Newspaper review: Hillary Clinton's emails and Uber ruling

With the headline "new FBI inquiry stuns voters in America", the Times says the reopening of the investigation into Hillary Clinton's emails has "sent a shockwave through the US election campaign".

The paper says, despite polls showing increasing support for Donald Trump, he had urgently needed what it calls an "October shock" to improve his chances.

The Daily Telegraph agrees it is a blow to the White House front-runner, whom it believes will now face questions about her suitability for office.

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"FBI returns to 'Watergate' of Hillary emails" is the headline for the Daily Mirror, after Mr Trump described Mrs Clinton's use of a private email server as a scandal "worse than Watergate".

The Guardian is among those to picture Mrs Clinton on its front page. A photograph of her being embraced by Michelle Obama has the caption: "She'll need another hug now."

Brexit battles

"Fury at plot to ignore EU vote," declares the front of the Daily Express. It says Tony Blair provoked widespread anger with his comments on the BBC and in an article in the New European urging EU supporters to "mobilise and organise" to block Brexit.

"Tony's phoney war on Brexit" is the headline in the Sun. It says "no-one embodies the EU's contempt for the general public more than PM-turned-Brussels apologist Tony Blair".

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The Daily Mail says Apple has been accused of using Brexit to squeeze more money out of its British customers. Prices on some of its older computer models are rising by up to £500 as the value of the pound has fallen.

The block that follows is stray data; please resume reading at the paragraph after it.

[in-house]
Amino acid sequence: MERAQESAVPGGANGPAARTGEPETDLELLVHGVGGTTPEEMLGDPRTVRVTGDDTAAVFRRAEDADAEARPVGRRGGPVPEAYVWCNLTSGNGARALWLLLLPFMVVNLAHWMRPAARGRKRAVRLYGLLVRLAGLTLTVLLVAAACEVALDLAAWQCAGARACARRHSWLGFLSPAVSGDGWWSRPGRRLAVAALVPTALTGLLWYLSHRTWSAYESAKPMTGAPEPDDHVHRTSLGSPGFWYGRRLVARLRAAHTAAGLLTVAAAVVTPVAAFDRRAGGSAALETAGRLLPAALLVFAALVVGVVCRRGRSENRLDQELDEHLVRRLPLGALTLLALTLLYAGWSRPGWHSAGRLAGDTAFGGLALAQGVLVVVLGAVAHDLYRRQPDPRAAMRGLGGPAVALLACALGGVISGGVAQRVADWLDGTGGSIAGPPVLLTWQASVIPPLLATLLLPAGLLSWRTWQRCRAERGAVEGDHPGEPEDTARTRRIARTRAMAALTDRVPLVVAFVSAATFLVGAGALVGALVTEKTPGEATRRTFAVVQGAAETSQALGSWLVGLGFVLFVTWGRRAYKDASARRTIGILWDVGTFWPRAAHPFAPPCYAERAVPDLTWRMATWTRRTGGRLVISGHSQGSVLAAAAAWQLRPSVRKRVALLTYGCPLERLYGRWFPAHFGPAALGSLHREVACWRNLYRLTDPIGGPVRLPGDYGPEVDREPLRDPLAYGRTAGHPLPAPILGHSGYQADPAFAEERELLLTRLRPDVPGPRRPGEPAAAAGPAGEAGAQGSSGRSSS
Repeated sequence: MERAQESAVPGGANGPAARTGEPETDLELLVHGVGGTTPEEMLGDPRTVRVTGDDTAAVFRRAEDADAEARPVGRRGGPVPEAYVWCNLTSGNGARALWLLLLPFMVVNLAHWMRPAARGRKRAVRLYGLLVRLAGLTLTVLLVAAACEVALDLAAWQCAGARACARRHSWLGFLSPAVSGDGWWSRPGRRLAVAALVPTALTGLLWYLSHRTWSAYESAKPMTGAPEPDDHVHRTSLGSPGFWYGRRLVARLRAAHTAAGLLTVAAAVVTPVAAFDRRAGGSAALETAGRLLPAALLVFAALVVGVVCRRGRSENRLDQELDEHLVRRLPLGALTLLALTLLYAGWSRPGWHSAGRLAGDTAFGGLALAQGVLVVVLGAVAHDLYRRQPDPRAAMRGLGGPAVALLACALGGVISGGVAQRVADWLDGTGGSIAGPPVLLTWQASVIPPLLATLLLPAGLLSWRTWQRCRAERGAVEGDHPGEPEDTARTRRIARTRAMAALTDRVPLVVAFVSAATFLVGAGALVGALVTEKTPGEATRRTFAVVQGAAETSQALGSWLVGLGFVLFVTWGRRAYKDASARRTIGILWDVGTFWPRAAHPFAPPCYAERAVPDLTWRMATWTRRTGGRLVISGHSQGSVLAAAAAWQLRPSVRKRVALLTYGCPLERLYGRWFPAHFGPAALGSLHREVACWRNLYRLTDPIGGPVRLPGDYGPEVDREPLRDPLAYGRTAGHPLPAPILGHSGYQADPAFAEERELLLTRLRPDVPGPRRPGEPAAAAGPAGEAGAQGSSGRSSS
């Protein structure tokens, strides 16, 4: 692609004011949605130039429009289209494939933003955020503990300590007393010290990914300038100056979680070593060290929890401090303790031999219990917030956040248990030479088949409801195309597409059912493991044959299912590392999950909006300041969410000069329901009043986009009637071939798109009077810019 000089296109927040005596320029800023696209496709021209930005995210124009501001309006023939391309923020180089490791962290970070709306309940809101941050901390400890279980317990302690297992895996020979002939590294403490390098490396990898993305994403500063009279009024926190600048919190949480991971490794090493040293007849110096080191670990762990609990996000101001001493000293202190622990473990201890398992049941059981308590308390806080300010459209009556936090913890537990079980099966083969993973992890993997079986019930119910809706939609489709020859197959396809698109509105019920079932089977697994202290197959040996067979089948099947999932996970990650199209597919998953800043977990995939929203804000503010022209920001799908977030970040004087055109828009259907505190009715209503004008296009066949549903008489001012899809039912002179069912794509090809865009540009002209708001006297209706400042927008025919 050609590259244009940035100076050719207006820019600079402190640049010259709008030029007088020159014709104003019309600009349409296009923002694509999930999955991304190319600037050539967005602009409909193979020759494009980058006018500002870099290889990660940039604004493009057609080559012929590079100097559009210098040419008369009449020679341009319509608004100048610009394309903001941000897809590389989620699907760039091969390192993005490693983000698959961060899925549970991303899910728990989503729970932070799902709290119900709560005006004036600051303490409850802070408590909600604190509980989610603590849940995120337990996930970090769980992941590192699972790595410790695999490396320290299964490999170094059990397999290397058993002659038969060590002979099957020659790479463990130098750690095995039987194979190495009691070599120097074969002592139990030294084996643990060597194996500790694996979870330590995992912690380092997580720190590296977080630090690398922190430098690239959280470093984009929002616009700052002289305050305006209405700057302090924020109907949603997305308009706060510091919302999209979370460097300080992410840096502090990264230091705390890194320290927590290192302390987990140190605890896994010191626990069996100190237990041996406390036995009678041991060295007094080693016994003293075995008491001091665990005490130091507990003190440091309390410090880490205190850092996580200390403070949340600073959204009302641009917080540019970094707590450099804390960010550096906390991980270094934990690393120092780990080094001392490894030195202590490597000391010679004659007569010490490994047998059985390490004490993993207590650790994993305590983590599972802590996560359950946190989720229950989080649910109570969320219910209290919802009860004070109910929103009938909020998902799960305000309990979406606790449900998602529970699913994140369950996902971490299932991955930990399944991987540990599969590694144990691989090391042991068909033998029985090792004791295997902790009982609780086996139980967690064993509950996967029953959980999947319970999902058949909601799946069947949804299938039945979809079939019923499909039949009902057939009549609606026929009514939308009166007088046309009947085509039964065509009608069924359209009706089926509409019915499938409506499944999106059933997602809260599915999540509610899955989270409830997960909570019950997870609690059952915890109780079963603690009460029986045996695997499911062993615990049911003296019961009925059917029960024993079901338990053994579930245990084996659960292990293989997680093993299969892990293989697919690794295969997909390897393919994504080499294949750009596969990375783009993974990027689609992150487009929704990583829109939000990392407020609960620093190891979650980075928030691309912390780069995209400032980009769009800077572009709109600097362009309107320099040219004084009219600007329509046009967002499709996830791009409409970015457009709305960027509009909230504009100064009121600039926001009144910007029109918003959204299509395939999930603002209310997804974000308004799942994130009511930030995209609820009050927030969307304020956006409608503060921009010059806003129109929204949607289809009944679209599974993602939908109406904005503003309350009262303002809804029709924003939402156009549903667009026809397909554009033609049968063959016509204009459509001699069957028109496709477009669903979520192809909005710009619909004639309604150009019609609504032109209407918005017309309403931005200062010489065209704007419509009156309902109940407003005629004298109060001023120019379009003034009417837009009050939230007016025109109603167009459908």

The Guardian, meanwhile, says the increase in the price of Marmite at Morrisons has set off new fears about food price rises.

The Times agrees that Brexit is already taking its toll on the British consumer. But, it says, sterling's slide has a silver lining for online retailers as overseas shoppers search for bargains.

Parking lot

"Uber drivers triumph in rights battle" is the main story for the Guardian following a landmark ruling it says could have an impact on hundreds of thousands of jobs in the UK.

It believes it could force a rethink of the business model in which companies use apps and the internet to put customers and workers together.

The paper's editorial welcomes the ruling: "What is clear is that ducking out of paying benefits is not a fair route to profits."

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The Times reports on research that suggests taking holidays during term time has little impact on pupils' test scores. It believes the findings undermine the Department for Education's clampdown.

Data issued by the government, which it said proved every day of school missed damaged results, was analysed by academics, who separated authorised holidays from absences linked to illness or exclusion.

And finally, if you have ever balked at the cost of parking, how does $620,000 sound?

The FT Weekend reports that is what one space in Hong Kong has sold for, making it one of the most expensive in the world.

The paper points out that the money would have paid for about 120,000 taxi journeys between nearby apartments and the city centre, equivalent to two commutes a day for 245 years.